Design your life to include more money, health and happiness with less stuff, space and energy.

Design your life to include more money, health and happiness with less stuff, space and energy.

10K Public Bikes Coming to NYC in July

In July, New York City will add its name to the many cities that have public bicycle programs. The Citi Bike program will feature 10K bikes in 600 docking stations around the city, making it the largest such program in the US (the name comes from Citibank, who gave $41M in sponsorship money).

You can either rent bikes by the day, week or sign up for a yearly membership; prices are $10, $25 and $95 respectively. With the yearly, you receive unlimited sub-45 minute rides with nominal charges when that time is exceeded.

Programs like this have been going on for years across the US and the world. Paris has 20K public bikes, London 9K, Montreal 5K, Washington DC 1500 and Hangzhou, China has a whopping 60K+.

Public bikes are ideal for city-dwellers who need to get somewhere quick. The bikes’ upright position and grease-less configuration make them business-attire compatible. They also cover the spaces not covered by public transport. Most importantly, they make biking more accessible and acceptable to larger swaths of the population. They are, as Treehugger puts it, “cycling’s gateway drug”–once you start, you can’t stop.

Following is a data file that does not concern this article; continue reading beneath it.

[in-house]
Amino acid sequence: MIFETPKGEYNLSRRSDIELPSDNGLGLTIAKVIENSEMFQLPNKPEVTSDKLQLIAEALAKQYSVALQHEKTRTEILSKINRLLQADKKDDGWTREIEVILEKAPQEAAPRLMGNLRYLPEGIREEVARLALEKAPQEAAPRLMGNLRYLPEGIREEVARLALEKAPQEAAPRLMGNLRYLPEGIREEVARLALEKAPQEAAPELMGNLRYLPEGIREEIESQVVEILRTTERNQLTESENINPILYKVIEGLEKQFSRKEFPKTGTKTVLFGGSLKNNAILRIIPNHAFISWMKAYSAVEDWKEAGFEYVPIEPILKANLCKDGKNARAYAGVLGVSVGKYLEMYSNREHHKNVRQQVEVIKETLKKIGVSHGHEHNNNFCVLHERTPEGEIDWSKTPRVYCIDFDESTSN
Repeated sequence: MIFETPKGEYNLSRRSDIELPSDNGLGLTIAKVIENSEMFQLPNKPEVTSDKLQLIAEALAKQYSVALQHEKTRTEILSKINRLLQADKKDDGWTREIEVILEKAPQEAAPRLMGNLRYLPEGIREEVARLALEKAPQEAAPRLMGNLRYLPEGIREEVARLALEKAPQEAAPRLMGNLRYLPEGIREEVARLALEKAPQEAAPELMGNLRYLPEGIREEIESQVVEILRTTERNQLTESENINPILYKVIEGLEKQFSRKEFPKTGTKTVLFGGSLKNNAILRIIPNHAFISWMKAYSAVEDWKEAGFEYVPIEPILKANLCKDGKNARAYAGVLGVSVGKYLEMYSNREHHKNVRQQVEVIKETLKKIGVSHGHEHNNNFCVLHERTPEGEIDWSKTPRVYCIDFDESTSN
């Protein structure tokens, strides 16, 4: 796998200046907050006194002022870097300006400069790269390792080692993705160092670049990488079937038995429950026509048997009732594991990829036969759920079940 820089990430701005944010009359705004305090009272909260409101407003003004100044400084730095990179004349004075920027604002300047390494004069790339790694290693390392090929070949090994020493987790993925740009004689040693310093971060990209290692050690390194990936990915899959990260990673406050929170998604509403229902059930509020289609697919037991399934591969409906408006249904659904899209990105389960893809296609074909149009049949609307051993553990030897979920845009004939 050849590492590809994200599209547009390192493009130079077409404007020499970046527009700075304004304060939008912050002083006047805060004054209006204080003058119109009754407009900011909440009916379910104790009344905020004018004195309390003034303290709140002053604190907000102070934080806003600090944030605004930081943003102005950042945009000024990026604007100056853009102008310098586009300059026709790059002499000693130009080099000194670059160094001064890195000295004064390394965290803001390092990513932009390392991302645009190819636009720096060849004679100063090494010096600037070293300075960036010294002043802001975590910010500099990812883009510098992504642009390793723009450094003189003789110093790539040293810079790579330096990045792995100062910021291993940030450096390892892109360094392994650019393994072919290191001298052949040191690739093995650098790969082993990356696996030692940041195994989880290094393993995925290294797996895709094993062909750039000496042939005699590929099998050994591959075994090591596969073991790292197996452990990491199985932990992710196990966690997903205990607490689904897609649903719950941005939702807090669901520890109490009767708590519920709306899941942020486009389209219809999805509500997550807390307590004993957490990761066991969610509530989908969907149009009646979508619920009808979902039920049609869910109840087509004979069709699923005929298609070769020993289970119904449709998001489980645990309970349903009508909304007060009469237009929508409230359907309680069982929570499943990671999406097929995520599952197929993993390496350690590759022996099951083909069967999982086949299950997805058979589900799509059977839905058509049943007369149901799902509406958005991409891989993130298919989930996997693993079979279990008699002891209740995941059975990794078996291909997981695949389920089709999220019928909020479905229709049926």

Do you or have you used a public bike? What was your experience. Let us know.

Via Bloomberg and Treehugger

  • Brisbane Australia brought these in last year – they have been a dismal failure. 

  • We used these in Montreal.  It was ideal for tourists and I was really impressed how many local prefessionals employed them.

  • Buoydeck

    How many people are going to be killed in NY this year while on these bikes?

  • I really like this idea. Really simple way of going about public transportation. Dope

  • Me

    How many people in NYC will steal these?

  • bb101

    Vroni, they’re a failure in Brisbane because of the archaic Australian law that everyone has to wear helmets. Hardly surprising business(wo)men don’t want to slap on a helmet for a 100m ride. Where helmets aren’t compulsory – London, Paris – the bikes have been a roaring success.

  • Fawna Xiao

    I live in DC and use our public bike sharing system to get to work and get around town every day. They’re AMAZING. I never have to worry about storing or taking care of a bike, I can bike to work, and then take the bus home if it’s pouring in the afternoon, etc. They’re available everywhere, and the Capital Bikeshare staff do a great job of making sure all the bikes are in great shape and where you need them when you need them.